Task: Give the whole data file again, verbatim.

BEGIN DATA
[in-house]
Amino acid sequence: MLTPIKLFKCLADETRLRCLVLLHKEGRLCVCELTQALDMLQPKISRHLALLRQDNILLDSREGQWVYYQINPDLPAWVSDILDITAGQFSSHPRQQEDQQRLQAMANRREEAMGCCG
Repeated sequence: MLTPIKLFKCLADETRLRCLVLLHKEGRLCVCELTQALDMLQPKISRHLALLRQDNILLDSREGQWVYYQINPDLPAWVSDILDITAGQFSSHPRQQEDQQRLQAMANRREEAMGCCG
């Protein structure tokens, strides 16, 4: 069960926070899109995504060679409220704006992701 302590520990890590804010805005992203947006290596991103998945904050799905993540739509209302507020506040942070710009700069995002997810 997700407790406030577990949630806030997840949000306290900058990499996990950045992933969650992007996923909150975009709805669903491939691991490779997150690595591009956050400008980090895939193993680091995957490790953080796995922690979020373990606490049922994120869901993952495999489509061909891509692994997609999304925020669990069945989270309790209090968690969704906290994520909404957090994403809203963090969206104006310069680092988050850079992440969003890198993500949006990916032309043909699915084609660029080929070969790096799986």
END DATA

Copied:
[in-house]
Amino acid sequence: MLTPIKLFKCLADETRLRCLVLLHKEGRLCVCELTQALDMLQPKISRHLALLRQDNILLDSREGQWVYYQINPDLPAWVSDILDITAGQFSSHPRQQEDQQRLQAMANRREEAMGCCG
Repeated sequence: MLTPIKLFKCLADETRLRCLVLLHKEGRLCVCELTQALDMLQPKISRHLALLRQDNILLDSREGQWVYYQINPDLPAWVSDILDITAGQFSSHPRQQEDQQRLQAMANRREEAMGCCG
């Protein structure tokens, strides 16, 4: 069960926070899109995504060679409220704006992701 302590520990890590804010805005992203947006290596991103998945904050799905993540739509209302507020506040942070710009700069995002997810 997700407790406030577990949630806030997840949000306290900058990499996990950045992933969650992007996923909150975009709805669903491939691991490779997150690595591009956050400008980090895939193993680091995957490790953080796995922690979020373990606490049922994120869901993952495999489509061909891509692994997609999304925020669990069945989270309790209090968690969704906290994520909404957090994403809203963090969206104006310069680092988050850079992440969003890198993500949006990916032309043909699915084609660029080929070969790096799986």